What would you do with that money if treatment was affordable? Find out if your insurance covers treatment now!
The Effects of Methamphetamine Addiction
Methamphetamine offers users the promise of a stimulating “high” that brings feelings of euphoria, energy, and increased confidence. However, these pleasurable effects are often short-lived. Meth use can lead to abuse and addiction and can cause significant weight loss, skin sores, dental problems, memory loss, and psychosis.
However, you don’t have to live with ravages of meth addiction—it is never too late to quit. Treatment programs can help you find recovery and even begin to reverse some of the negative effects of the drug.
What Is Methamphetamine (Meth)?
Methamphetamine, or meth, is an addictive drug that causes users to experience a pleasurable rush of euphoria and wakefulness.1 Meth belongs to a class of drugs known as stimulants and is chemically similar to amphetamines like Adderall.1 Using stimulants such as meth can cause increases in breathing, heart rate, blood pressure, and body temperature, as well as diminished appetite.1
As a Schedule II drug, methamphetamine is legal only through a non-refillable prescription written by a medical provider.2 When used on a prescription basis under the name Desoxyn, it is used in the treatment of Attention Deficit Hyperactivity Disorder (ADHD) and, in some cases, obesity.2 Prescriptions for methamphetamine are rare, as other drugs such as Ritalin and Concerta are much more common for ADHD management.
Meth may be used illicitly either by abusing prescription pills or by taking the drug in one or more of its other forms. Meth may be illegally manufactured in secret labs and sold as a white powder or bluish, white crystals. Street names for meth include crystal, ice, speed, crank, and chalk.1,2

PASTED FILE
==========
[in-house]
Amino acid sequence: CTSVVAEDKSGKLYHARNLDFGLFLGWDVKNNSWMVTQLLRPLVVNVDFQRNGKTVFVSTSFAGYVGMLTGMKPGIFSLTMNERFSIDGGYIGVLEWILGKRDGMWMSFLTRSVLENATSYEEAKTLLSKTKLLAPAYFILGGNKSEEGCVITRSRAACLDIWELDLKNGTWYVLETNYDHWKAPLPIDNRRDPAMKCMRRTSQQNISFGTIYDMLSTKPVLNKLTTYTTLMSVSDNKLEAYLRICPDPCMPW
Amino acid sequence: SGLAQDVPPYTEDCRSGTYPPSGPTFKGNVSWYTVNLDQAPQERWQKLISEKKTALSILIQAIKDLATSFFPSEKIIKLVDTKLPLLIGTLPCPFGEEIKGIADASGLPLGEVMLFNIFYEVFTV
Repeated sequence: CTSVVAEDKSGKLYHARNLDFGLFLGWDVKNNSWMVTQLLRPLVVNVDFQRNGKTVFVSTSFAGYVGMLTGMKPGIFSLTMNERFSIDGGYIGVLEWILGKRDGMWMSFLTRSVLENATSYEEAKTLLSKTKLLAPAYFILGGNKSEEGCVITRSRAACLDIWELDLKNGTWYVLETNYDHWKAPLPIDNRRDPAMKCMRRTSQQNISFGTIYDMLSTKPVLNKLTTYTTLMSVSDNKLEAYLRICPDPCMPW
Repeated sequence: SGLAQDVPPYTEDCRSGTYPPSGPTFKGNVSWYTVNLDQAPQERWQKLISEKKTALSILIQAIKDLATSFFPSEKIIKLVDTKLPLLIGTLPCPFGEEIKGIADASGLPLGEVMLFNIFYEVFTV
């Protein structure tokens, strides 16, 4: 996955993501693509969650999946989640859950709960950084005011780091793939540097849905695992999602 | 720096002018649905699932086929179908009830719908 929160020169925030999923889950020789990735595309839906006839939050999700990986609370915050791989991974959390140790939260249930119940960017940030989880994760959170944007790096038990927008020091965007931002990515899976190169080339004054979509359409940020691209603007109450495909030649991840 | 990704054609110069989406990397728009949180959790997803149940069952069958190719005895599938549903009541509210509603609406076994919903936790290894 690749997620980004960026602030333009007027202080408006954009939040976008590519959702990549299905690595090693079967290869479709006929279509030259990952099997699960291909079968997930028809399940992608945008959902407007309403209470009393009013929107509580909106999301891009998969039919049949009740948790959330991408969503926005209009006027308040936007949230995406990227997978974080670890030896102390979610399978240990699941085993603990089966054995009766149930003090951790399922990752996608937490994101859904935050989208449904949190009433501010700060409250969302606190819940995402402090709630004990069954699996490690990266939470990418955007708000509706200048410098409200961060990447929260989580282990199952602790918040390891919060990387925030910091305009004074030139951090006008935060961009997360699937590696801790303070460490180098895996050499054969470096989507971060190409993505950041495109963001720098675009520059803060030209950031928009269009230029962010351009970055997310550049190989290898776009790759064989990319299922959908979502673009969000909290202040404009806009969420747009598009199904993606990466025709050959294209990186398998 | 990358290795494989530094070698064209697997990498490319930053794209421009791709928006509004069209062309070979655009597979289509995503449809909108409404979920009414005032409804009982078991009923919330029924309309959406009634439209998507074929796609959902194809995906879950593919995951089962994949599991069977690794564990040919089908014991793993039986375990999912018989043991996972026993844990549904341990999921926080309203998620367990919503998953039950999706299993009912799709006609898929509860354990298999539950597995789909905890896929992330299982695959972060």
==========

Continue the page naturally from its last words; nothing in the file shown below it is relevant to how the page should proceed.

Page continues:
Similar to other stimulants, meth is powerfully addictive and may result in severe physical and psychological problems.2 Addiction is likely to develop rapidly if the drug is used in such a way that it reaches the brain very quickly, such as smoking or injection.2 Fortunately, meth addiction is a treatable condition, and users may recover with proper treatment, commitment, and support.
Meth is powerfully addictive and may result in severe physical and psychological problems.
How Does It Affect the Brain?
Meth affects the brain in part by causing a rapid increase of the neurotransmitter dopamine.1,2 Dopamine is a natural chemical that regulates movement, motivation, reward, and pleasure. The increase in dopamine when using meth is responsible for the euphoric rush, or “high,” that users experience. While intoxicated, users may experience effects like:2-4
- Intense feelings of pleasure.
- Increased sociability and confidence.
- Heightened awareness and attention.
- Increased energy.
- Heightened libido.
- Suppressed appetite.
- Faster breathing.
- Rapid and irregular heart rate.
- Increased body temperature.
The short-term effects of meth may feel as though they begin and fade rapidly.1,2 In fact, the methamphetamine high typically lasts about 6 to 8 hours.3 Users who don’t want their high to end often “binge” on the drug by taking a large amount without eating or sleeping for an extended period of time. This is also known as going on a “run.”2 Initially, the user feels euphoric, powerful, confident, and full of energy and so may repeatedly take more of the drug for several hours or even days.3,4 This can lead to a state called “tweaking.” (See below).
This is eventually followed by a “crash.” When the drug begins to wear off, the user may feel anxious, depressed, confused, and tired.